A radiology qualification is also necessary for full and entry-level X-ray technician employment.
Moreover, certain states may require candidates to pass additional licensing tests before working as radiologic technologists. This condition can delay an individual becoming an X-ray technician for months or years.
What Is an X-ray Technician?
Medical imaging technicians use X-ray machines to take pictures of patients’ biological systems. These images are helpful for radiologists when developing treatment plans for specific medical diseases and injuries.
Technicians may help patients relax throughout X-ray procedures and ensure that they receive the minimal radiation exposure required to develop high-quality images.
The phrases “X-ray tech” and “X-ray technologist” are interchangeable and often mean the same(8).
Furthermore, the Bureau of Labor Statistics (BLS) includes medical X-ray imaging as a radiologic technology specialty(9).
Because the terms “radiologic technician” and “radiology technologist” commonly refer to the same occupation, universities, colleges, and medical facilities may use these phrases interchangeably(10). Other similar medical terms include:
- Radiology tech
- Radiologic tech
How to Become a Radiology Technologist in Utah
Radiologic technologists must satisfy specific education prerequisites and earn a license to practice in Utah.
Accreditation and Certification
As with other healthcare occupations, candidates must possess a high school diploma. Then they should enroll in a JRCERT-accredited radiologic technology program.
Many radiologic techs at the entry-level have completed a degree program. On the other hand, certification programs can provide interested parties with the appropriate training.
After completing the curriculum, radiology tech graduates must pass the ARRT exam to register as radiologic technologists or radiology technicians.
The ARRT requires its members to renew all relevant credentials every two years.
Except for the Utah Limited Scope of Practice in Radiography exam, there is no state licensure exam for radiologic science practitioners in Utah. The American Registry of Radiologic Technologists or the Nuclear Medicine Technology Certification Board requires other specialists to take the national examination.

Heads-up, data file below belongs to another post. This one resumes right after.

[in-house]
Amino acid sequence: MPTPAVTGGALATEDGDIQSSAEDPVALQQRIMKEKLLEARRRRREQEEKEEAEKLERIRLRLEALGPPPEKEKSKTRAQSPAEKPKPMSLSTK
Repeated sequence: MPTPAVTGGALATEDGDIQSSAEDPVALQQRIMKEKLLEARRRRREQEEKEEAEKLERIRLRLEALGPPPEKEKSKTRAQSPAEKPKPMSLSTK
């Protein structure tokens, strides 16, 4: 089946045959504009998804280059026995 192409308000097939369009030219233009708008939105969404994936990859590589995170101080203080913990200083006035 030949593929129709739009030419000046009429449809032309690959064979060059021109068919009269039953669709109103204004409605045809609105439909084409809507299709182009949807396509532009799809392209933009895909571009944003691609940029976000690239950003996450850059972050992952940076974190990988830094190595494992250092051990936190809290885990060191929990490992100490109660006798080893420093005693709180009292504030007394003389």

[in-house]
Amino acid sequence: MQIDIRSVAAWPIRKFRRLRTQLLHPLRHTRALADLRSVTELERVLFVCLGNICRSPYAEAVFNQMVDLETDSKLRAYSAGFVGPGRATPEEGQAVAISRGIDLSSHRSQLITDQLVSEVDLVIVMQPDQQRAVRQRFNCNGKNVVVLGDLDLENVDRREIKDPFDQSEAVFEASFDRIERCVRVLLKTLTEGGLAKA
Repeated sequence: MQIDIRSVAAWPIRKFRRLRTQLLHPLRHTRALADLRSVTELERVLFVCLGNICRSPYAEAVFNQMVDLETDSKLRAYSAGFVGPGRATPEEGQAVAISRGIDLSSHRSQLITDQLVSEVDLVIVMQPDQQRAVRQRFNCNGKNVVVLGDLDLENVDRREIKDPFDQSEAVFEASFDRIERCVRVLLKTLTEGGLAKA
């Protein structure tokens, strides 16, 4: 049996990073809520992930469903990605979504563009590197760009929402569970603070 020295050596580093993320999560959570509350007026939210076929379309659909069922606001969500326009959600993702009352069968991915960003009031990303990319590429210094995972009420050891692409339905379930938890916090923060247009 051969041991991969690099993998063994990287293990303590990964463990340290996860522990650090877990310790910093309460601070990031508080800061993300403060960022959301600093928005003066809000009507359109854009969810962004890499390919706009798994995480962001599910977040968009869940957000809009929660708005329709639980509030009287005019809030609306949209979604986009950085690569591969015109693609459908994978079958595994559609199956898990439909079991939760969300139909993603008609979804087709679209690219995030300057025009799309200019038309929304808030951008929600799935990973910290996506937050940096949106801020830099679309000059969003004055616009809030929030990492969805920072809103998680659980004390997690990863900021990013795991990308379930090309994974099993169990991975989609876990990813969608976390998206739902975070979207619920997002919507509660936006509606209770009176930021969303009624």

Licensure conditions may involve completing a JRCERT–accredited program, a registration fee, and ARRT credentials.
Accreditation is a process that extends to institutions, programs, and even departments and produces paperwork attesting to the achievement of specified minimum requirements.
Moreover, accreditation of universities and colleges is the responsibility of state and regional authorities, and it guarantees that certified institutions meet particular educational criteria. This process is the foundation for establishing the value of diplomas and credits transferred from one school to another.
The Joint Review Committee on Education in Radiologic Technology (JRCERT) is an autonomous credentialing organization that oversees program accreditation in radiologic technology and radiation therapy technology.
The Joint Review Committee in Nuclear Medicine Technology is the certifying body for nuclear medicine (JRCNMT). For individuals to become eligible for the national certification examination, their chosen program must have an accreditation award or approval from the national certification board, such as the following(12):
- Nuclear Medicine Technology Certification Board (NMTCB)
- American Registry of Radiologic Technologists (ARRT)
- American Registry for Diagnostic Medical Sonography (ARDMS)
Individual state requirements govern licensing. This process refers to granting “official approval” and is a state government function.
The Division of Professional Licensure in Utah determines the requirements for earning a license. A state license may not be transferable or acceptable to another state(13).
Individuals need to research the requirements of the new state. For instance, a limited practical technician (a permit to practice radiologic technology under limited circumstances) is acceptable in Utah.
Furthermore, licensure often requires individuals to earn national certification.
Six hospitals in Utah have fulfilled the U.S. News and World Report requirements for outstanding performance(14). The chief employers of radiologic technology professionals are hospitals and medical centers with radiology departments.
- Delta Community Hospital
126 South White Sage Avenue Delta, UT 84624
- Intermountain Medical Center
5121 South Cottonwood Street Murray, UT 84157
- LDS Hospital
Eighth Avenue and ‘C’ Street Salt Lake City, UT 84143-0001
- McKay-Dee Hospital Center
4401 Harrison Boulevard Ogden, UT 84403
- Orem Community Hospital
331 North 400 West Orem, UT 84057
- Timpanogos Regional Hospital
750 West 800 North Orem, UT 84059-3660
- University of Utah Hospital
50 North Medical Drive, Salt Lake City, UT 84132-0002
- Utah Valley Hospital
1034 North 500 West Provo, UT 84604-3337
Salary for X-ray Technicians In Utah
As of May 22, 2022, the estimated annual salary for an X-ray technician in Utah is $57,569(15). This average salary is 12% below the national average.